Awareness in Animals

Beyond the things we can see about our companion animals–their personalities, habits and even their quirks–is something we may not understand: an energetic awareness. Animals are aware of energies such as our emotions, which is why they scurry when we’re angry or stand by us after a bad day. And they are aware of the energy around us, from the general atmosphere of our home to the people (living and dead) who visit us to impending natural disasters. That energetic awareness helps animals’ heightened instincts deal with and prepare for different situations that can occur. And sometimes it even helps them prepare for their own deaths.

This is a lesson I learned through a sweet, spunky Bourke’s parakeet named Lollie. Because she was sick with multiple infections when she came to live with me, I spent the first 6 weeks worried that Lollie wouldn’t survive. After various medications and lots of Reiki, Lollie recovered well, but our tenuous beginnings and the fact that she was so little and old (10 at the time) made me extra careful about her, wanting to make her last years comfy and healthy.

Lollie-2013_sm

I protected Lollie, the Bourke’s parakeet, when she came to my flock, but she protected me too.

Two years later, Lollie seemed just fine when I took her in for a routine beak trim between Christmas and New Year’s. So I was surprised and grief-stricken when her heart stopped and she died in the middle of being groomed. I blamed myself, worried I hadn’t done enough to protect her so she could live longer. The fact that it was the holiday season made her passing harder, since that time is supposed to be happy.

But as I tuned into Lollie’s energy, it became clear that she had been not only aware it was her time to die, she’d been ready for it and had chosen the moment of her death perfectly. Feeling her purpose was to keep the other birds in line while I went on a trip, Lollie waited until I returned from that trip and could spend a few last days with her to pass away. She also waited until there were people around I’d trust so I didn’t have to face her death by myself. While I had felt a purpose to protect Lollie in life, her awareness of her of impending death showed her love for and protection of me. What an amazing gift!

I’m definitely not the only person to lose a beloved companion animal during the holiday season. In fact, shelters and veterinarians report an increase in pets passing away during this time of year, whether they pass naturally at home or need to be euthanized due to advanced illness or injury. And while many of those are accidents, much of that can be attributed to our companion animals’ keen awareness of the energy and emotions at this time of year. Just like Lollie, companion animals are aware that we won’t be alone and that there’s an atmosphere of celebration during the holidays. If we’re surrounded by loved ones, we’ll be able to lean on them for support if our pets pass away. And if we have festivities to concentrate on, it can ease the pain of their passing.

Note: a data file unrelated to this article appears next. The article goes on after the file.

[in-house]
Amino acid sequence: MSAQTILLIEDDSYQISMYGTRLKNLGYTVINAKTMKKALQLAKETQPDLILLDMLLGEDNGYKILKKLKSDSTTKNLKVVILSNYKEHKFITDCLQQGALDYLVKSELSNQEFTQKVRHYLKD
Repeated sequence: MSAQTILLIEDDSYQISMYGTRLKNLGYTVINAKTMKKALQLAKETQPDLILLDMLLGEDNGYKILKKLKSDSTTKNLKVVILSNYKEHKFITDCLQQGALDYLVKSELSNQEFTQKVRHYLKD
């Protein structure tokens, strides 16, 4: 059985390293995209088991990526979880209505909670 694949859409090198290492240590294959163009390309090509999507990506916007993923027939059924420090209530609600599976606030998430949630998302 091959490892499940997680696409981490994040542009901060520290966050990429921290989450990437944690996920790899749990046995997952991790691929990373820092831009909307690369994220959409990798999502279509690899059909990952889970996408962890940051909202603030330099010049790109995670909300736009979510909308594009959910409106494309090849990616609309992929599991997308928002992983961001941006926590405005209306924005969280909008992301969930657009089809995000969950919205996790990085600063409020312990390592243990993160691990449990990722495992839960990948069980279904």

While losing pets is difficult at any time, understanding that animals often have an awareness that often extends to their deaths can help us find more peace.

Sense of Purpose in Pets: Companionship

Animals often come into our lives with an innate purpose that they not only feel strongly about but is inherently part of their makeup. In a previous article, I mentioned one such purpose is protection. Other animals have a different purpose, one of of companionship. These animals feel it’s their job to keep us company or to be our sidekicks and are happiest just being by our sides.

Pets that have an innate sense of companionship can sometimes get nervous when left alone because they see it as being left behind. That was the case with Murphy*, a rat terrier whose parents came to me for a pet psychic reading because they were concerned he was unhappy and had separation anxiety. Murphy’s parents really loved him and wanted him to be happy, but they didn’t understand why he seemed so worried when they left the home, even to run to the store. After I checked in with Murphy, I assured them that he didn’t have separation anxiety as much as he didn’t understand why he wasn’t going along with them when they left. In his mind, his job was to be by their sides 24/7–to be their sidekick. So when they left for work or errands or travel, he expected to go along so he could continue doing his job. Murphy’s parents helped lesson his stress by making a bigger effort to take him along when they could. And when they couldn’t take him with, they explained to him beforehand that they were going places dogs weren’t allowed to be and played relaxing music in the home during their absence. Murphy’s stress subsided and he was able to do his job even more than before, making him happier!

Companion animals with an inherent companionship purpose can get nervous when left alone, like Murphy, the rat terrier, was. Photo by FanPop.com